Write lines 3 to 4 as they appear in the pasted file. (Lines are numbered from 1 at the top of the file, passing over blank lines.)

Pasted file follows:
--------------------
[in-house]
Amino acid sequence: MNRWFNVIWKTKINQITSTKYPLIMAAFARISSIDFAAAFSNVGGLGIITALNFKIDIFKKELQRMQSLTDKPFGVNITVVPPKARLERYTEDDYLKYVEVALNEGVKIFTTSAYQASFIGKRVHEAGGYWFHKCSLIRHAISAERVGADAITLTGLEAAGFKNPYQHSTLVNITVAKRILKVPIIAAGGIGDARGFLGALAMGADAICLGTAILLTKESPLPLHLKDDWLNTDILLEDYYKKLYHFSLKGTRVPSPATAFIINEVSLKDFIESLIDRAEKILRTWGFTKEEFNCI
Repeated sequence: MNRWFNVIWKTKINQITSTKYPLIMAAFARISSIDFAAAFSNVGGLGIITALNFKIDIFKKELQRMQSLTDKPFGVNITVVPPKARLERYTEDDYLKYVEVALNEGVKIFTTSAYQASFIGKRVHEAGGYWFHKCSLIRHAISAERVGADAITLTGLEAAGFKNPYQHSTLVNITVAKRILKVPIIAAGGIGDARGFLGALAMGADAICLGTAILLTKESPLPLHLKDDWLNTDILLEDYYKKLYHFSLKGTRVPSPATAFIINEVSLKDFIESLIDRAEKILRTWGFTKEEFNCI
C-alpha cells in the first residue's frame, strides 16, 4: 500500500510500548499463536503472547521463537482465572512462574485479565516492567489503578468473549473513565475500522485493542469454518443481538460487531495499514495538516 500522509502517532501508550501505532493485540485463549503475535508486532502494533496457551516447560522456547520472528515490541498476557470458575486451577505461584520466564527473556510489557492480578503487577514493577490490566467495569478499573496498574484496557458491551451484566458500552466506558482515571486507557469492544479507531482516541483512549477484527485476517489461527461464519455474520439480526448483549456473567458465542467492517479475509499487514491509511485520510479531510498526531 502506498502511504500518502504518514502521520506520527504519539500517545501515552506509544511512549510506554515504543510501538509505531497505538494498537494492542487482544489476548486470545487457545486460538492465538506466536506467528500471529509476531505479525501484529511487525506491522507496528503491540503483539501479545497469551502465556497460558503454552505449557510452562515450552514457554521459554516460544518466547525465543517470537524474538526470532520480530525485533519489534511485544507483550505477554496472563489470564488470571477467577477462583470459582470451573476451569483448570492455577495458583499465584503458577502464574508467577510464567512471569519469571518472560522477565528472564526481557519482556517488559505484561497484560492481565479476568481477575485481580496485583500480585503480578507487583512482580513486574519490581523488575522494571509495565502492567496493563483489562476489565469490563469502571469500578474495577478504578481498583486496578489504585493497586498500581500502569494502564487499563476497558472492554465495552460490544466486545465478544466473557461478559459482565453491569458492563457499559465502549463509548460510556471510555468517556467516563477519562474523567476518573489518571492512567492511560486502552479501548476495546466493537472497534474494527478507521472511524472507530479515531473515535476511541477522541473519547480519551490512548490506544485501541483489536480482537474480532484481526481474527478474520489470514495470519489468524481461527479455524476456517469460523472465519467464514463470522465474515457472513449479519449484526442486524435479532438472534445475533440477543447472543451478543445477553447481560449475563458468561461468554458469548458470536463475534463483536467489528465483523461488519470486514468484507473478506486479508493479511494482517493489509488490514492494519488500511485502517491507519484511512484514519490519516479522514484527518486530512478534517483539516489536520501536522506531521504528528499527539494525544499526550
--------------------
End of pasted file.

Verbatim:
Repeated sequence: MNRWFNVIWKTKINQITSTKYPLIMAAFARISSIDFAAAFSNVGGLGIITALNFKIDIFKKELQRMQSLTDKPFGVNITVVPPKARLERYTEDDYLKYVEVALNEGVKIFTTSAYQASFIGKRVHEAGGYWFHKCSLIRHAISAERVGADAITLTGLEAAGFKNPYQHSTLVNITVAKRILKVPIIAAGGIGDARGFLGALAMGADAICLGTAILLTKESPLPLHLKDDWLNTDILLEDYYKKLYHFSLKGTRVPSPATAFIINEVSLKDFIESLIDRAEKILRTWGFTKEEFNCI
C-alpha cells in the first residue's frame, strides 16, 4: 500500500510500548499463536503472547521463537482465572512462574485479565516492567489503578468473549473513565475500522485493542469454518443481538460487531495499514495538516 500522509502517532501508550501505532493485540485463549503475535508486532502494533496457551516447560522456547520472528515490541498476557470458575486451577505461584520466564527473556510489557492480578503487577514493577490490566467495569478499573496498574484496557458491551451484566458500552466506558482515571486507557469492544479507531482516541483512549477484527485476517489461527461464519455474520439480526448483549456473567458465542467492517479475509499487514491509511485520510479531510498526531 502506498502511504500518502504518514502521520506520527504519539500517545501515552506509544511512549510506554515504543510501538509505531497505538494498537494492542487482544489476548486470545487457545486460538492465538506466536506467528500471529509476531505479525501484529511487525506491522507496528503491540503483539501479545497469551502465556497460558503454552505449557510452562515450552514457554521459554516460544518466547525465543517470537524474538526470532520480530525485533519489534511485544507483550505477554496472563489470564488470571477467577477462583470459582470451573476451569483448570492455577495458583499465584503458577502464574508467577510464567512471569519469571518472560522477565528472564526481557519482556517488559505484561497484560492481565479476568481477575485481580496485583500480585503480578507487583512482580513486574519490581523488575522494571509495565502492567496493563483489562476489565469490563469502571469500578474495577478504578481498583486496578489504585493497586498500581500502569494502564487499563476497558472492554465495552460490544466486545465478544466473557461478559459482565453491569458492563457499559465502549463509548460510556471510555468517556467516563477519562474523567476518573489518571492512567492511560486502552479501548476495546466493537472497534474494527478507521472511524472507530479515531473515535476511541477522541473519547480519551490512548490506544485501541483489536480482537474480532484481526481474527478474520489470514495470519489468524481461527479455524476456517469460523472465519467464514463470522465474515457472513449479519449484526442486524435479532438472534445475533440477543447472543451478543445477553447481560449475563458468561461468554458469548458470536463475534463483536467489528465483523461488519470486514468484507473478506486479508493479511494482517493489509488490514492494519488500511485502517491507519484511512484514519490519516479522514484527518486530512478534517483539516489536520501536522506531521504528528499527539494525544499526550